Congratulations to graduating seniors Thomas Christovich and Timothy Burke, who were awarded Student Leadership Awards by the Computer Science and Electrical Engineering Department. The pair was recognized for this honor at yesterday's Pre-commencement Breakfast & Awards Reception.
A Computer Engineering graduate, Thomas Christovich (pictured left) has been part of UMBC's Amateur Radio Club for four years, first as president (2009-2011), and more recently as treasurer (2011-2012). "Amateur Radio is a good opportunity to play with electronics and understand a little more about how radio works," says Christovich, who especially enjoyed competing in "good-natured" contests like the School Club Round Up, where the goal is to communicate with as many schools across the country as possible. Christovich was also active in athletics, playing intramural flag football every semester.
After graduation, Christovich is embarking on an across-country road trip with some friends–his "last hurrah" before he starts working full-time in Columbia.They plan to visit landmarks like Mount Rushmore, Yellowstone, and Yosemite as they make their way to the West Coast for a stop in San Francisco.
As he says goodbye to UMBC, Christovich's advice to other Computer Engineering graduates is to not be afraid to ask for help. "The Computer Engineering department has some of the most approachable professors I have ever known and they are always willing to help people that ask," he says. His second bit of advice is to get to know your classmates. There's nothing more helpful, he explains, than having a friend help you work through a problem from a different perspective.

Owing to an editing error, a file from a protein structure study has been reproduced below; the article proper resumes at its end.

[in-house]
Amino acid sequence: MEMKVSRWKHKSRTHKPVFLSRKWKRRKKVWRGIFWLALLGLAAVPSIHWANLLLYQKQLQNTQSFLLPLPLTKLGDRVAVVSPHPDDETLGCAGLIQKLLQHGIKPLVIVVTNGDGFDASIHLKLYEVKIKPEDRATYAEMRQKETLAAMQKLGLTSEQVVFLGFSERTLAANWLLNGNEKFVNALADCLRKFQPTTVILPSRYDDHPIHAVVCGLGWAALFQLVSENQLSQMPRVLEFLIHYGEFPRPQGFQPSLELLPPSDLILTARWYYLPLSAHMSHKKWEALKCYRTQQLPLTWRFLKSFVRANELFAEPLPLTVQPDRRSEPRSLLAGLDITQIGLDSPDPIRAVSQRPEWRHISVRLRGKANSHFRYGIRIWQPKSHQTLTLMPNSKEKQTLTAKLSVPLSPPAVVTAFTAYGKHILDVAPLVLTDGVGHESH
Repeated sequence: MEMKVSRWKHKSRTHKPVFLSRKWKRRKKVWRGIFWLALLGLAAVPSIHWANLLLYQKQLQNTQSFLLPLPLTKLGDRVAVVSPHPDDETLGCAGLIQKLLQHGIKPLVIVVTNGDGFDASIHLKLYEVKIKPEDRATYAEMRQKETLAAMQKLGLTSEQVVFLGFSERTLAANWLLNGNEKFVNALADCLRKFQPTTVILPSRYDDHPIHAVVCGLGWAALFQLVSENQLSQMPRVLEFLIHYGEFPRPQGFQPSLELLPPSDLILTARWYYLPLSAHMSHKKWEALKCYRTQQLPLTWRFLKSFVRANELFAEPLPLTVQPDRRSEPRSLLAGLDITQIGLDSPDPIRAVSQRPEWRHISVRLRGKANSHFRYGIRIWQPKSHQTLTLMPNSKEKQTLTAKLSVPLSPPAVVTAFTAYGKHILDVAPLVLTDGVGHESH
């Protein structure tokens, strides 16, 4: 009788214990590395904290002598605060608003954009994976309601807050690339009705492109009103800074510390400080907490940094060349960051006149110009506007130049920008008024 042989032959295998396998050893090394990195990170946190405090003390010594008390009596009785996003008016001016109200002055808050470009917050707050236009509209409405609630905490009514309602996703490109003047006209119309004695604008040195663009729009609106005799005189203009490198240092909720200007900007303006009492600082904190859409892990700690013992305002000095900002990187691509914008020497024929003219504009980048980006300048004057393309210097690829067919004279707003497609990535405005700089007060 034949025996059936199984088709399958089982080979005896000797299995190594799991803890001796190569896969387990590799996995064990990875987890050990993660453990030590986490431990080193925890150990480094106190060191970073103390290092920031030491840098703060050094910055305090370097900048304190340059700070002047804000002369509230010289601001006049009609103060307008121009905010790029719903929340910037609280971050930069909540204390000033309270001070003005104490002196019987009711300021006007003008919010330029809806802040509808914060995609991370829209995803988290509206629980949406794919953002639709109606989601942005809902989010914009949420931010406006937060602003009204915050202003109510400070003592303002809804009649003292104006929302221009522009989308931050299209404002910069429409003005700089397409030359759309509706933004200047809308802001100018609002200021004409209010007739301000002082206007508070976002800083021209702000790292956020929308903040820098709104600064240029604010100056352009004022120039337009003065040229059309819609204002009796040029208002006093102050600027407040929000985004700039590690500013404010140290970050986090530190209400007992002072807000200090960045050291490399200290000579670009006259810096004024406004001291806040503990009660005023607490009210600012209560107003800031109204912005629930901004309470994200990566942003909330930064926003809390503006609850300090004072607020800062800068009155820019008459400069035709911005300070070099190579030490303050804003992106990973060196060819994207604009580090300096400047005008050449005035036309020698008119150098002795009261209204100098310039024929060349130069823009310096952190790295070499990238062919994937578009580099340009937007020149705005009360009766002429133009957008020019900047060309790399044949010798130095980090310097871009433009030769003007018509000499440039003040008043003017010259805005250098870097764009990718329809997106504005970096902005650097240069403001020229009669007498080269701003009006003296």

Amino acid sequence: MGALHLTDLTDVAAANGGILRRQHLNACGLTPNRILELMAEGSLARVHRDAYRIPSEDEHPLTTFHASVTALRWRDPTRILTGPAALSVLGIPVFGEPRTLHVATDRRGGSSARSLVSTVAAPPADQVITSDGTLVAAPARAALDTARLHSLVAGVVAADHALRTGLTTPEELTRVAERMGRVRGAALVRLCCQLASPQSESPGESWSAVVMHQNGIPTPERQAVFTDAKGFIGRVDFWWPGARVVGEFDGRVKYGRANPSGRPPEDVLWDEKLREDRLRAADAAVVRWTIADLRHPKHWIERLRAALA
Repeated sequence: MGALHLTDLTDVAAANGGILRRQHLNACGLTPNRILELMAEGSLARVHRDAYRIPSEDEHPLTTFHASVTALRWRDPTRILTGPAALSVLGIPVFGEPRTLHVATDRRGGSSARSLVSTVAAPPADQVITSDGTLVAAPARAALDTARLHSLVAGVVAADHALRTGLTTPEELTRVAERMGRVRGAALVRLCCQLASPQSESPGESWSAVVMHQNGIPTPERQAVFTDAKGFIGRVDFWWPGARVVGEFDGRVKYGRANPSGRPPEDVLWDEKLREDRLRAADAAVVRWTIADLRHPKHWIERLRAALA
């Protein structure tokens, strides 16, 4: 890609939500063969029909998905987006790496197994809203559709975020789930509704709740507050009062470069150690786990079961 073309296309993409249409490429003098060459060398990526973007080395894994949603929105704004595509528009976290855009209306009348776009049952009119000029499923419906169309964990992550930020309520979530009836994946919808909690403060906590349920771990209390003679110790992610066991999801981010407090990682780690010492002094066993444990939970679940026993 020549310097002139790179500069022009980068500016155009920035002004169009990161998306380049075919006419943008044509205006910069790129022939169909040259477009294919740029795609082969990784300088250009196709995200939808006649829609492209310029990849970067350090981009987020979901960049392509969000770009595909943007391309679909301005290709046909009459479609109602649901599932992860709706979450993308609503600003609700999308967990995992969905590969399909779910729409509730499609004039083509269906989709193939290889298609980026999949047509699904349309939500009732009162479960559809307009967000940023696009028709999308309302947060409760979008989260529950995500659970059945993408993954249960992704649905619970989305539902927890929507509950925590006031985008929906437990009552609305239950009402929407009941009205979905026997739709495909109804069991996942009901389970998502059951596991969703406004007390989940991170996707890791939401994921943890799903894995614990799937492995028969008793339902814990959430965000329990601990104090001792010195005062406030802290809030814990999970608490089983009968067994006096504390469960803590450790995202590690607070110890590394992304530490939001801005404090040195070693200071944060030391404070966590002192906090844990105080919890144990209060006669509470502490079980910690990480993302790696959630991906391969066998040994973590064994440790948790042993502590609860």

A Computer Science graduate, Timothy Burke (pictured right) is a Center for Women in Technology (CWIT) Scholars in Information Technology and Engineering (SITE) Scholar, a tutor in the Computer Science Help Center, and a peer mentor.
"Being involved with the CWIT community was an immeasurable benefit to me during my time at UMBC," says Burke, who transferred to UMBC from CCBC Catonsville and found a network of support within the CWIT community. Through CWIT, Burke volunteered with First Lego League and the USA Science and Engineering Festival. Thanks to relationships fostered by CWIT, Burke was part of the CSEE Department Promotion and Tenure Committee for the 2010-2011 academic year and participated in interviews for new faculty.
Burke also finds his time as a tutor especially valuable. "I greatly enjoyed my time tutoring other students in the Computer Science Help Center–it was great fun helping others learn and understand what they are studying," he explains. "That experience left a strong impression on me and has given me a desire to teach in the future."
After graduation, Burke will begin a full-time position as a software engineer at the Johns Hopkins University Applied Physics Laboratory. In the Fall, he will begin pursuing his Ph.D. in Computer Science at UMBC. Studying under Dr. Penny Rheingans, Burke's research will focus on Data Visualization and Human Computer Interaction.
Burke's advice to current Computer Science undergraduates includes the old standbys–like start your assignments sooner and ask for help when you need it–paired with a few specific pearls of wisdom: "Go sit by a lake when faced with obscure error codes," "If a job offer comes and you are told you will be working on 'legacy applications,' do not simply walk away, RUN", "Take a class that is way, way out of the major for a change of pace" (in his case HIST 387: Medicine and Healthcare in China), and "Find a slightly smarter friend to take Algorithms with."